THIS year of the bicentennial of the United States Constitution is replete with celebrations of which Americans can be justly proud. The protection of the Constitution has been extended over its rich history to the mentally incompetent, prisoners, children, residents of US territories and possessions. Blacks were guaranteed an integrated education more than 30 years ago in perhaps this era's most significant civil rights decision. The extension of individual liberties to new groups has been defended frequently against political expediency by the Supreme Court. One group, however, has been largely neglected in this expansion of individual liberties - aliens. Refugees fleeing persecution are unjustly detained and foreigners are barred from entering the US because of their political affiliations and beliefs. Both are often denied a fair trial.
The time has come to remove fundamental discriminations under law against aliens. When they are subject to the power of the federal government, foreigners, like Americans, should be able to claim the protections of the Bill of Rights.
Currently, almost 1,000 undocumented asylum seekers are incarcerated in immigration jails around the country, even though there is no suggestion that they ever committed any crime. Most of these detainees are Salvadoreans who have fled persecution and war in their homeland.
But this form of mistreatment is inflicted on surprising victims. Eighteen Afghans are incarcerated in New York, some for upwards of a year. Before coming to the US, the detainees were supporters of the Mujahideen freedom fighters.
The size of the deprived group is large. Almost 3,000 Cubans who came in the Freedom Flotilla in 1980 are imprisoned indefinitely in federal prisons simply because Cuba will not take them back. The federal authorities have not yet reviewed the cases of the Cubans in order to determine which ones can be released safely into American society. They are simply warehoused in perpetuity.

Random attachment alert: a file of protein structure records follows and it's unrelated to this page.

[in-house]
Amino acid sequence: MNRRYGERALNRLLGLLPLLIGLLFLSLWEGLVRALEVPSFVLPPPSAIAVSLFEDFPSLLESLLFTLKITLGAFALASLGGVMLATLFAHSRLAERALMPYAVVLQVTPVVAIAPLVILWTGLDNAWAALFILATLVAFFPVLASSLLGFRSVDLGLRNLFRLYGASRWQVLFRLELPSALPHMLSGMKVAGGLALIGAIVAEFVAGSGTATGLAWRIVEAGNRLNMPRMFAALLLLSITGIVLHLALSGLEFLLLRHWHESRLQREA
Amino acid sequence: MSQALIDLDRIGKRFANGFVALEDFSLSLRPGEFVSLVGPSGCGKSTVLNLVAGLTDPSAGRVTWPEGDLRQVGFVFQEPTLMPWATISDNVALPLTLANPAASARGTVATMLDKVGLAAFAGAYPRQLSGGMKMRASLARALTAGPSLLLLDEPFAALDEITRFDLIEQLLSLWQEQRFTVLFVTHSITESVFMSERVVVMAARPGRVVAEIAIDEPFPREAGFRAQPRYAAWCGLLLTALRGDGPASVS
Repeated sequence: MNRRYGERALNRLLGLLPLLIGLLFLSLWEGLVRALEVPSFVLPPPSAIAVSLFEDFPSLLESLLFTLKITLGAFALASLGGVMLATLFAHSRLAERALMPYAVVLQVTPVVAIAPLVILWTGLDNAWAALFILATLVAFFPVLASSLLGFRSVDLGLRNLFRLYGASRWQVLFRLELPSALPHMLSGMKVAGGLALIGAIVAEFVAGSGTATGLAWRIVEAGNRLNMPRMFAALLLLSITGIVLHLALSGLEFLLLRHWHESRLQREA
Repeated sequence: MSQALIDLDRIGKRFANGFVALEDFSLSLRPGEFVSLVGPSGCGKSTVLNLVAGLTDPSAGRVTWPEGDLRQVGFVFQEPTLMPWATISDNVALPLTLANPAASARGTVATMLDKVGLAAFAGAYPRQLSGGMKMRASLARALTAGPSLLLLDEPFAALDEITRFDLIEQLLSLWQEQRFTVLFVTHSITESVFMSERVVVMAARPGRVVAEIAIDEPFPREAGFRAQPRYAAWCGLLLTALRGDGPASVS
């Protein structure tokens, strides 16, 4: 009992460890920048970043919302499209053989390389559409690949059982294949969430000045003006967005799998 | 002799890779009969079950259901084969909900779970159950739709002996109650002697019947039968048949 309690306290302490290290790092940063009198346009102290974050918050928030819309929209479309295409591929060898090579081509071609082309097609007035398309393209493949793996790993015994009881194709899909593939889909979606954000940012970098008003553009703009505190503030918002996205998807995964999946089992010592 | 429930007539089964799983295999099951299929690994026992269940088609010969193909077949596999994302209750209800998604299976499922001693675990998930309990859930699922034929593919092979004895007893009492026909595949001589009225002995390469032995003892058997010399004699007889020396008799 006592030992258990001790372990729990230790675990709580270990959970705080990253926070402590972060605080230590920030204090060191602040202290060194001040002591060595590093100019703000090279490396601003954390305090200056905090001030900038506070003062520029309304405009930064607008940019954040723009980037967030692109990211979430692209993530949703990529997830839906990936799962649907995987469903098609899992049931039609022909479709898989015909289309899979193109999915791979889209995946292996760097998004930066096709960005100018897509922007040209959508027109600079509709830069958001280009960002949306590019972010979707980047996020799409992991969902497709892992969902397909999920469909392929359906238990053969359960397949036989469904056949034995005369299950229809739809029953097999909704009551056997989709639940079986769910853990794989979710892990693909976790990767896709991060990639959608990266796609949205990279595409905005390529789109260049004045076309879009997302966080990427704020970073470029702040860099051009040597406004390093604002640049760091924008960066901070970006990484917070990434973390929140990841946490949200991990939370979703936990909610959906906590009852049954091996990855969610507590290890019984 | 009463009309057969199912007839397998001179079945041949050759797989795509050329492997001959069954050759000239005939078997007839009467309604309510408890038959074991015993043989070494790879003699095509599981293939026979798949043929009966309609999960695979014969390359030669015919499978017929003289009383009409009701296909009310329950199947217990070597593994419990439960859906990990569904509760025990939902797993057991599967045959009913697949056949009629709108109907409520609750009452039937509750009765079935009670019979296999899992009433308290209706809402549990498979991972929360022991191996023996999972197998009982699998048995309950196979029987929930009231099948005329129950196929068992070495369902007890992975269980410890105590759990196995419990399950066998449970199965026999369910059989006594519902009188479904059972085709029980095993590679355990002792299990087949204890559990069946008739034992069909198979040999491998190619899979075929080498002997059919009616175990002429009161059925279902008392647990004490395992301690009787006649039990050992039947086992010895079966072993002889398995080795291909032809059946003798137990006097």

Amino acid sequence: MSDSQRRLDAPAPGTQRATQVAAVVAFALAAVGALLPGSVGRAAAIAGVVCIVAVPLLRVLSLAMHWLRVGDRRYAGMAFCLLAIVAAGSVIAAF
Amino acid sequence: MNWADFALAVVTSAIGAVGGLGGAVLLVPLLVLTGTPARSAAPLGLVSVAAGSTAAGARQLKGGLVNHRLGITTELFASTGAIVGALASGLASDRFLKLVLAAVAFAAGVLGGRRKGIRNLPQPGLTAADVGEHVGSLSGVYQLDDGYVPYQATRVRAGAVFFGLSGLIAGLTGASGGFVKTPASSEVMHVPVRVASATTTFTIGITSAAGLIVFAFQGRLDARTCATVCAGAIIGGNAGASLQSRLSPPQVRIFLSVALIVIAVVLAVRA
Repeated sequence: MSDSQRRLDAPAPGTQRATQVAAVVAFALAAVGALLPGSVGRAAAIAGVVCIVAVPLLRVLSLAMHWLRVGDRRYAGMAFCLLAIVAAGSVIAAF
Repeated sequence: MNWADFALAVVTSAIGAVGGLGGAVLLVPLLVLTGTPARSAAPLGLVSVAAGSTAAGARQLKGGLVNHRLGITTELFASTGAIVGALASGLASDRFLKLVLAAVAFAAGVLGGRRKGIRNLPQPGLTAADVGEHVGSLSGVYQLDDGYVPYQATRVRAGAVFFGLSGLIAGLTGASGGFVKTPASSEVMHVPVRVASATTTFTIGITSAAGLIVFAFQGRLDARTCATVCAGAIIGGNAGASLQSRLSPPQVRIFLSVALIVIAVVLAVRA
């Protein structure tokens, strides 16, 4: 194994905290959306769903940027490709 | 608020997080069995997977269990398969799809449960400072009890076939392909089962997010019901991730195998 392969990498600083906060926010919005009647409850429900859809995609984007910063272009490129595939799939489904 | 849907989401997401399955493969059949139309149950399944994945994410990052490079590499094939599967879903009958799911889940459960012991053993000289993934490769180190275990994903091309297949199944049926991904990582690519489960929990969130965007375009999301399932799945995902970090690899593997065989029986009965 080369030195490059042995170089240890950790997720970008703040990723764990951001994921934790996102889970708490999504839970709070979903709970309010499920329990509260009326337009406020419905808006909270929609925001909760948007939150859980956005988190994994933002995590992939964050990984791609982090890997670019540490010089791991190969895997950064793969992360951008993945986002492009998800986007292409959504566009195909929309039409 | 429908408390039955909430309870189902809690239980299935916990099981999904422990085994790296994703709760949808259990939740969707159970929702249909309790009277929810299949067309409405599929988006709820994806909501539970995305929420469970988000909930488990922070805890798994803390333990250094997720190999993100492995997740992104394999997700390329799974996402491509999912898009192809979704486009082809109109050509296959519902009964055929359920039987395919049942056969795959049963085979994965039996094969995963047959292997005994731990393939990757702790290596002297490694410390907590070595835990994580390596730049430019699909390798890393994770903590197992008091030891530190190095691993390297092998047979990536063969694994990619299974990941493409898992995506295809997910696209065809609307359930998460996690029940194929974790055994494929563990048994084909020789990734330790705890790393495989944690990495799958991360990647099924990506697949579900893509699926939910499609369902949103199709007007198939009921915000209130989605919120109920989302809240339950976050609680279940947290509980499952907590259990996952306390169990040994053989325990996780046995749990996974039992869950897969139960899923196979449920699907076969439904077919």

Since 1981, more than 7,000 Haitians have been returned without asylum hearings to Haiti by US Coast Guard cutters patrolling the Windward Passage.
When petitions have been made to the federal courts challenging these detention and exclusion practices, they have been found largely immune from constitutional scrutiny, because ``excludable'' aliens who have not yet technically ``entered'' the US were involved.
This is so even though they have been present in the US for several years. A legal fiction is thus used to deprive individuals of basic legal protections.
US citizens have also been victimized. Aliens have been barred from the US for political membership and opinions. US citizens are thereby denied the opportunity to speak and associate with these visitors under the First Amendment. These exclusions have been based on the 1952 McCarran-Walter Act - a McCarthy-era relic that permits the denial of entry to the US on ideological grounds. Included in this group are ``excludables'' such as renowned authors Gabriel Garc'ia M'arquez, Dennis Brutus, and Dariel Fo.
More recently, the deportation proceedings brought against writer Margaret Randall, the incarceration for 44 days last year of a Japanese scholar, Choichiro Yatani, and the exclusion without a hearing last October of Patricia Lara, a Colombian journalist who was invited to attend an awards ceremony at the Columbia School of Journalism, have raised questions about the propriety and fairness of such ideological exclusions. Eight Palestinians in Los Angeles who were put under deportation proceedings on account of their allegedly subversive association and writings claim that they are but the first group to be targeted by an Immigration and Naturalization Service contingency plan that would provide for the apprehension, detention, and accelerated expulsion of alleged ``alien undesirables.'' Examples abound of this last remaining constitutional second class.
The Bill of Rights' guarantees against unfairness and discrimination should finally be extended to all people who are subject to abuse of power by government officials, including aliens. The antiquated ``entry'' doctrine must be discarded as a barrier to constitutional protection. Only by eliminating the gap in protection for those from abroad can we remain secure in the exercise of our rights as citizens and faithful to the constitutional heritage we are celebrating this bicentennial year.
Arthur C. Helton, a lawyer, is director of the Political Asylum Project of the Lawyers Committee for Human Rights.